The World Of My Hero Academia Makes No Sense For This One Simple Reason

By Nina Phillips | Published

My Hero Academia is a good anime that’s easy to follow and has plenty of tension to keep viewers entertained. However, I find there’s one big problem with this anime that makes it hard to appreciate it in its full glory. The abilities, or quirks, are a major point of the series, but there are times they are flat, not explained well, or just outright boring.

Quirks Are Poorly Handled

I’ll admit, I watched My Hero Academia first before I braved jumping into One Piece. While I had originally thought the quirks were pretty good, learning about the powers in the older anime made me start to realize how weakly described several quirks are.

When you compare the quirks of My Hero Academia to devil fruit powers, it’s readily apparent how one-dimensional the abilities in the MHA universe are. In One Piece, some of the powers are rather standard, such as controlling fire or ice, but there are more unique devil fruit powers than not. What makes the superhuman skills in this older show so amazing, though, is that they’re portrayed in ways I, and probably most fans, would likely never come dream up.

Other Anime Twist Powers To Keep Them Creative

Take one of the main characters of One Piece, for example, Robin. She can create duplicates of any of her body parts within a certain range, which I believe is already a pretty interesting power. But then the show takes it a step further by showing just how many different ways a seemingly simple devil fruit power can be utilized, such as making wings, ladders, and shields to help her and her friends.

The quirks in My Hero Academia aren’t nearly as unique, nor do the users do much with them.

Quirk Genetics

In my opinion, there are a lot of interesting aspects of the quirks in My Hero Academia, but the actual abilities and how they are used aren’t anything special.

For example, I find it interesting how genetics plays a role in quirks. By mixing a fire quirk parent and an ice quirk parent, you can create all sorts of combinations, as exemplified by Endeavor, who purposely tried to have a child with a dual fire/ice quirk.

Or, you can get someone like Bakugo, who makes explosions from the nitroglycerin that comes out of his hands because he has one parent who secretes glycerin and one who oxidizes sweat, which I see as a rather boring power, but a great background for how the quirk came to exist.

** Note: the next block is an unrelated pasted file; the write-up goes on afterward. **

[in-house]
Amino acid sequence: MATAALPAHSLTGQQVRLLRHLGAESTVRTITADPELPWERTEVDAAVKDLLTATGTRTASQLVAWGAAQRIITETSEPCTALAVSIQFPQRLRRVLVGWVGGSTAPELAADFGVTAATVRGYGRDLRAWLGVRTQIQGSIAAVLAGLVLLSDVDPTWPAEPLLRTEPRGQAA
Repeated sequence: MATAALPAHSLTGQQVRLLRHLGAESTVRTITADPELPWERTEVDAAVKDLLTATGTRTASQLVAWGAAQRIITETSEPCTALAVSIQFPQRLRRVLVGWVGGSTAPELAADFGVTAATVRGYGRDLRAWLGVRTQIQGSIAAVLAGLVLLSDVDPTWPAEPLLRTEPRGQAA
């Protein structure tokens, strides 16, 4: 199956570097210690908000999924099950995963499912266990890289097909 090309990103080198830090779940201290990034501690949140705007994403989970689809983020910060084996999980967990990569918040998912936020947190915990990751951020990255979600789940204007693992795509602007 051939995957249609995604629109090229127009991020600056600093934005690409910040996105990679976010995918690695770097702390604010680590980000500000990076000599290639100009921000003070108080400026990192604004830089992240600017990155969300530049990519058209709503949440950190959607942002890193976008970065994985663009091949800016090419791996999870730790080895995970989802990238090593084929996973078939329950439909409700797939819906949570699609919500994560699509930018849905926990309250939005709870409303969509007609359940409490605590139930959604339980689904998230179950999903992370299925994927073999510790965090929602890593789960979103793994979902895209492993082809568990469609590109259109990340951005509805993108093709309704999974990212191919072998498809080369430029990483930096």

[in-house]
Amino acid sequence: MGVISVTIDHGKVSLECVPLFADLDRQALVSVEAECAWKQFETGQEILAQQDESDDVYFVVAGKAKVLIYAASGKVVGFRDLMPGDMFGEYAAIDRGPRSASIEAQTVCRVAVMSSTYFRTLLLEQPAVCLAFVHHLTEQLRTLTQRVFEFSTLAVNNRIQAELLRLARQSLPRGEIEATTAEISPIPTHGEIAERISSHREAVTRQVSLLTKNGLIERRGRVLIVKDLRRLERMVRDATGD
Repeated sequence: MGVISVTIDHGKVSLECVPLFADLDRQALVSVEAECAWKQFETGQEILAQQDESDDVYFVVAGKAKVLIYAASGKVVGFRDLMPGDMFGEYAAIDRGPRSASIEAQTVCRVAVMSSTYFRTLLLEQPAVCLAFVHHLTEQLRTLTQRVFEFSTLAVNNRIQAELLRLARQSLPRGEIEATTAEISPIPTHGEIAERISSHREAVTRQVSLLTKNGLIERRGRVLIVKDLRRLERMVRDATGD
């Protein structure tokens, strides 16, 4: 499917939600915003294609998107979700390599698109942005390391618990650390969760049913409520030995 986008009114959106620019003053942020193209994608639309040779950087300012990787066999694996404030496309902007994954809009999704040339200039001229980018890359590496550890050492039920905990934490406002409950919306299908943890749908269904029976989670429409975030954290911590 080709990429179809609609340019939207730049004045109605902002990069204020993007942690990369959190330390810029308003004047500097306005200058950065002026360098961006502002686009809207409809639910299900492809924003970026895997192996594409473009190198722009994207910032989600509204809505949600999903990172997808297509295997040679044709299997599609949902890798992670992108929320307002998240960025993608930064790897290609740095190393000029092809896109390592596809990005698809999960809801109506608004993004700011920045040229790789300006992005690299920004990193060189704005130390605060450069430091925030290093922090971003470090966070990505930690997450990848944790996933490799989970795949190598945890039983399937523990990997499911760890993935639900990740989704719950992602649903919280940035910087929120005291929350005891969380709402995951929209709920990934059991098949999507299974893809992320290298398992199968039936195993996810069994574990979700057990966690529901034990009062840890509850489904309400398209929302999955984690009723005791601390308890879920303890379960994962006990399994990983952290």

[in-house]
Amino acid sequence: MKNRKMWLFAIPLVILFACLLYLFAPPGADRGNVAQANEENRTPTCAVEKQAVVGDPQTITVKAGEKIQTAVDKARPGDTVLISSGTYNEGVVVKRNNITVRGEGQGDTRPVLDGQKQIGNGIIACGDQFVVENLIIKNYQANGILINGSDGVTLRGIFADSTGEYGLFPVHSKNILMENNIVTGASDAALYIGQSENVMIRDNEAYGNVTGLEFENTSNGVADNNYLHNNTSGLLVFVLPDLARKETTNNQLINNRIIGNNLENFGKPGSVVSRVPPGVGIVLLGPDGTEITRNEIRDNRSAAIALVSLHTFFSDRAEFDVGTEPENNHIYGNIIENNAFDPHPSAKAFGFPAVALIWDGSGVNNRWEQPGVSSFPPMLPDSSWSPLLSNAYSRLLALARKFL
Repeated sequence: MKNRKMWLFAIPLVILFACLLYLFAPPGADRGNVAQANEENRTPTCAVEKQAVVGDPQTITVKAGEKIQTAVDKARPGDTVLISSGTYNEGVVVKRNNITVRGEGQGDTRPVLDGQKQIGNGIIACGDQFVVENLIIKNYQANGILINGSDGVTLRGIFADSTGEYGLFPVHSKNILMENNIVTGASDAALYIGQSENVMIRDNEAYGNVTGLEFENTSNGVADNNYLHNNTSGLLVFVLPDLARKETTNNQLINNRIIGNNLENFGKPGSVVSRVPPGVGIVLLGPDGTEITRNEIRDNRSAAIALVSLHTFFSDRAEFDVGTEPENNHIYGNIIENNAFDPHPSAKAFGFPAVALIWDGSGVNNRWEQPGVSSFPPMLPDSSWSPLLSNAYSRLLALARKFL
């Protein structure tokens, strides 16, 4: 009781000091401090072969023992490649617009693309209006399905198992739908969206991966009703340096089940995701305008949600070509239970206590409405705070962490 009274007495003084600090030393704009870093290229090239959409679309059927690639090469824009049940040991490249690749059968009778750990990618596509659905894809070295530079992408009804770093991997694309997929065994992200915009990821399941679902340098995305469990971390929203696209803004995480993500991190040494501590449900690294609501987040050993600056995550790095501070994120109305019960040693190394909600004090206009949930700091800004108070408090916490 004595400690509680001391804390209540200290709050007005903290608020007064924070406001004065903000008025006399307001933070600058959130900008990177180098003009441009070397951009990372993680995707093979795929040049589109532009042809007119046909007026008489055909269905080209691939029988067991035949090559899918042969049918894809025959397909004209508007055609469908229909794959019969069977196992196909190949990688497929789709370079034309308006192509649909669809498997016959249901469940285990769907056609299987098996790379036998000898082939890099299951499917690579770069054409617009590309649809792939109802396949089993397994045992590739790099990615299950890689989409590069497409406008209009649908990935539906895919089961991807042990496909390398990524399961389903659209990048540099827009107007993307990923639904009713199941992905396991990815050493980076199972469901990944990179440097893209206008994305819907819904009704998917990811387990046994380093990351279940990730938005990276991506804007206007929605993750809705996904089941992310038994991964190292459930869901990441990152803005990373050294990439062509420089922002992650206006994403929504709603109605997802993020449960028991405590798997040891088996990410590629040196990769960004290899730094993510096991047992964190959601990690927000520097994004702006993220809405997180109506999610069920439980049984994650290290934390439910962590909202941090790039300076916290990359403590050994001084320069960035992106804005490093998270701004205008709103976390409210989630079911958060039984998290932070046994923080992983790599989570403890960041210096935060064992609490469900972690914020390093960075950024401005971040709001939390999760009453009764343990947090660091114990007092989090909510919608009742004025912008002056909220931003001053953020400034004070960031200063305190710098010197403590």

Always Ends With A Smash

Even on the surface, the main villain and hero are of very basic natures. One For All has incredible strength, while All For One can steal quirks from people in a world where quirks mean everything. Yes, as My Hero Academia goes on, there’s more depth added to both of them, but I’ll be honest: 90 percent of the time, Deku and All Might just go “smash.”

Fans Are Still Debating How Togo’s Quirk Works

Additionally, there are numerous quirks throughout My Hero Academia that are explained poorly, even if they are in the story for a while. Toga’s quirk, for example, allows her to take on the form of someone else.

Her quirk is one of the few that is fairly interesting and leads to countless questions, like how she figured out what her quirk was or how exactly the gray slime covering her body ties into the drinking of blood, but there was a lot left unexplained about these powers. At different moments, Toga is shown as only assuming the form of a person, but sometimes, she can even use their quirk with little internal consistency.

Physical Aspects Of Quirks

While quirks being open-ended and vague do allow for major upgrades in the future, they make for poorly defined abilities and plenty of questions in the meantime. All of this is without getting into the other strange part of My Hero Academia, which is the inconsistency with quirk appearances. Mina Ashido looks like an alien, but what does that have to do with her acid quirk?

Everyone Is Super Strong

Another big oversight with quirks is, as mentioned regarding Togo, the inconsistencies. For the most part, the people in the world of My Hero Academia get one quirk to use and can train to develop, and some are just inherently better than others (Sorry, Tatami, but it’s true).

However, the abilities they have don’t explain why people who can run fast or make explosions can also tank a super-strong hit with minimal damage to their internal organs and bones. I feel the extra strength, energy, and durability most quirk users have could easily be explained, and yet is never brought up.

My Hero Academia Is Still Amazing

Despite my irritation with quirks and the wish that they could be more defined, there’s still a lot to like about My Hero Academia. The world is interesting. However, with these abilities being a major focal point of the story, they should have been defined and discussed a little bit more.